When I want to go camping, I escape to wild and wonderful  West Virginia. Just a short drive from Washington, DC, the Spruce Knob National Recreation Area is a personal favorite. My friends and I love to come here for a long weekend, backpack in, cook over a fire and swim in the natural rock pools and waterfalls. (If you’re lucky, you’ll see black bears.)

Bermuda

I cannot count all the ways that I love Bermuda. Just a two-hour flight from America’s east coast, this Atlantic isle is a summertime paradise of empty pink beaches, coral-stone houses, and everywhere you look, the warm turquoise ocean. I love the history, the lighthouses, and the very real British flair of this island in the sun.

Moorea, French Polynesia

The island that is not Tahiti is an easy 30-minute ferry ride from Papeete but a whole world away from the bustle of that city. Moorea is perfectly pleasant—warm, soft, and tropical—with coconut groves, secluded beaches, green volcanic peaks, and a committed Polynesian culture. June to September represents the Polynesian “winter”, which means 80° F temperatures, no rain . . . and no shoes! Moorea might be my favorite island for doing absolutely nothing.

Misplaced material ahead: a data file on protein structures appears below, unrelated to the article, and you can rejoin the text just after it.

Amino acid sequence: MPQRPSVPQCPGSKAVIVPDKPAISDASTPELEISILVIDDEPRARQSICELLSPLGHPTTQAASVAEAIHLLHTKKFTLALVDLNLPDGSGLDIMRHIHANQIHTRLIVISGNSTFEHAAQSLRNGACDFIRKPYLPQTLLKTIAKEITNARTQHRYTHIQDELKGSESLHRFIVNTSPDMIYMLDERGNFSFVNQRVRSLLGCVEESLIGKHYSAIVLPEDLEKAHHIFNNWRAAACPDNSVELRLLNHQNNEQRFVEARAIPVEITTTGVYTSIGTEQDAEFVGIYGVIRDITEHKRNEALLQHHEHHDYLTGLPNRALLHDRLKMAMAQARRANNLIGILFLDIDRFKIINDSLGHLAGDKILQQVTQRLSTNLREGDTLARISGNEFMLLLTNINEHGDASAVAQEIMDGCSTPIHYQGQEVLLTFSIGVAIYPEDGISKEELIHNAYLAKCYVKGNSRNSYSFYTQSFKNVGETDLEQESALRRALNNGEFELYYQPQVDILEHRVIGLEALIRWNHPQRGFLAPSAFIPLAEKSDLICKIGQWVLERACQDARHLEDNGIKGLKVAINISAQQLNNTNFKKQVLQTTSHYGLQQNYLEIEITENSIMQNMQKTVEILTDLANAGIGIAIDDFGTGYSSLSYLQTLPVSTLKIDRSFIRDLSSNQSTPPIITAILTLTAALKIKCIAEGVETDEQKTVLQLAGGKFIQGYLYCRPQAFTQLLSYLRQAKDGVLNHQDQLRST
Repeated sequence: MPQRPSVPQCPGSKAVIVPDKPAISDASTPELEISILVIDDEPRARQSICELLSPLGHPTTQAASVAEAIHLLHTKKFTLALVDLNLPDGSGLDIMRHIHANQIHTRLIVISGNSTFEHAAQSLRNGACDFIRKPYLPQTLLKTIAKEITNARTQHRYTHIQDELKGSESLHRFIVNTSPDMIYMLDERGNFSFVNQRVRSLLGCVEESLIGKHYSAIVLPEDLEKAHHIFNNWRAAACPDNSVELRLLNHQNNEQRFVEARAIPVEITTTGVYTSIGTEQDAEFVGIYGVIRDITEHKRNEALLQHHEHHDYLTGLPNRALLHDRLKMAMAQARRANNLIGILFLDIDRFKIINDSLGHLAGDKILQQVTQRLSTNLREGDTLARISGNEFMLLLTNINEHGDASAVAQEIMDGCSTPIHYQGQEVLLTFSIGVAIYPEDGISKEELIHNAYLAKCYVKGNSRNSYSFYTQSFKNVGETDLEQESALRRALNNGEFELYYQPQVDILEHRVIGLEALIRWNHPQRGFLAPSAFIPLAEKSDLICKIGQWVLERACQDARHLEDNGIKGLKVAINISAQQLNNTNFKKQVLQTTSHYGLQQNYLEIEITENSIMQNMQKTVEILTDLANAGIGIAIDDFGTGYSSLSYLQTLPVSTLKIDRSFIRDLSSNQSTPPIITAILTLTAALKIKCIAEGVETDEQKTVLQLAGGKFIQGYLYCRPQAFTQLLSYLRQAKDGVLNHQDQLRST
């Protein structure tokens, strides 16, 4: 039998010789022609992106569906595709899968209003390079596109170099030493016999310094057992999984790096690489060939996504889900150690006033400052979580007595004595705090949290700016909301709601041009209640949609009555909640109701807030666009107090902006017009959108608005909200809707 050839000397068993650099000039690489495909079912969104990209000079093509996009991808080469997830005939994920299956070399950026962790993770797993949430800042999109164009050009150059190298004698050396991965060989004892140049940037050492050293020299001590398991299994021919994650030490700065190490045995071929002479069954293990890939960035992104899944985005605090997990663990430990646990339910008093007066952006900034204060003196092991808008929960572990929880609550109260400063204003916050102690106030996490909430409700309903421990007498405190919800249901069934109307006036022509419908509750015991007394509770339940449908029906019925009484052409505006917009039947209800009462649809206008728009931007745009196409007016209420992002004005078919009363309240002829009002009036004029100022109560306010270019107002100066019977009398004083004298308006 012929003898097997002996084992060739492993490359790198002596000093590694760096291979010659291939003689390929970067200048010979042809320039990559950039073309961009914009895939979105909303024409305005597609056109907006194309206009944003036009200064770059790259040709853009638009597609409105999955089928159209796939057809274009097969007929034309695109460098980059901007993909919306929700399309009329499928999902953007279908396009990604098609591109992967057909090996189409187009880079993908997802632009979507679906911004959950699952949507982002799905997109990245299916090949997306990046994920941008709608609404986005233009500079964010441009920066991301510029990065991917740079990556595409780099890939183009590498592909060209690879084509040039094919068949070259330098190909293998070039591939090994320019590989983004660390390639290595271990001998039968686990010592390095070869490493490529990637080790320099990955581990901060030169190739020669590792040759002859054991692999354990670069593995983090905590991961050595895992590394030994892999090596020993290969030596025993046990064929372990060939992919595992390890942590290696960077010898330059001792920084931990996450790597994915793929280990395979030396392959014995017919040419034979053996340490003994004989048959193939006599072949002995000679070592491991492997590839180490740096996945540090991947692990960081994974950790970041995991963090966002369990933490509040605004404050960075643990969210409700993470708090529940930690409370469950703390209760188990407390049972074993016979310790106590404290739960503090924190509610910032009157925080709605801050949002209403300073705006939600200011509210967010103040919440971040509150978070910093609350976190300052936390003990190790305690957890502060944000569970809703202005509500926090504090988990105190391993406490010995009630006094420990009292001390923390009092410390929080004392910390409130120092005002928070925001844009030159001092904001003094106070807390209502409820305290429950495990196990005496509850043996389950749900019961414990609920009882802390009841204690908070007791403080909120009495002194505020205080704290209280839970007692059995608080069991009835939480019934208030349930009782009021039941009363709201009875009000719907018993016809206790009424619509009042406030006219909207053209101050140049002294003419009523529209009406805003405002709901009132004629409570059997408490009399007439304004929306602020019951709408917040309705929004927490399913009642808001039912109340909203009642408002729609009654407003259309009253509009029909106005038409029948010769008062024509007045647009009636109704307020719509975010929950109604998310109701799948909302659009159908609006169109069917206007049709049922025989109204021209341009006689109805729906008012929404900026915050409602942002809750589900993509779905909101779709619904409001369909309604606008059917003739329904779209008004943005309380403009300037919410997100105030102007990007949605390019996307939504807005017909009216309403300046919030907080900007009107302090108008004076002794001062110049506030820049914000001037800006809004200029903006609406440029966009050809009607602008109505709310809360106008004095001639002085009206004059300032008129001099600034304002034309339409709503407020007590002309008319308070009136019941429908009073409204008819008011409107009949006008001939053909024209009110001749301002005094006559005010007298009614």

Sleeping Bear Dunes, Michigan

Far up on the pinky finger of Michigan’s hand, Sleeping Bear Dunes National Seashore has a natural purity that is rare to find. Though the crystalline waters of Lake Michigan are frigid, the lake is alive with giant salmon, and the surrounding pine forests are summer epitomized. My family used to vacation here and I have very fond memories of cartwheeling down the massive dunes and nighttime campfires on the lake shore.

Faroe Islands

Out in the midst of the tempestuous North Sea, the wave-worn Faroes are for me, a kind of grey and sullen poem of a place. Yes, there is fog, and wind, and rain, but the sun shines, too, and in summer, these mossy green islands shine like emeralds. I love the noisy birds, the odd Nordic islanders, the quirky music scene, and the wistful feeling of such an isolated spot on the map. (My favorite island? Suðuroy)

Val-André, Brittany, France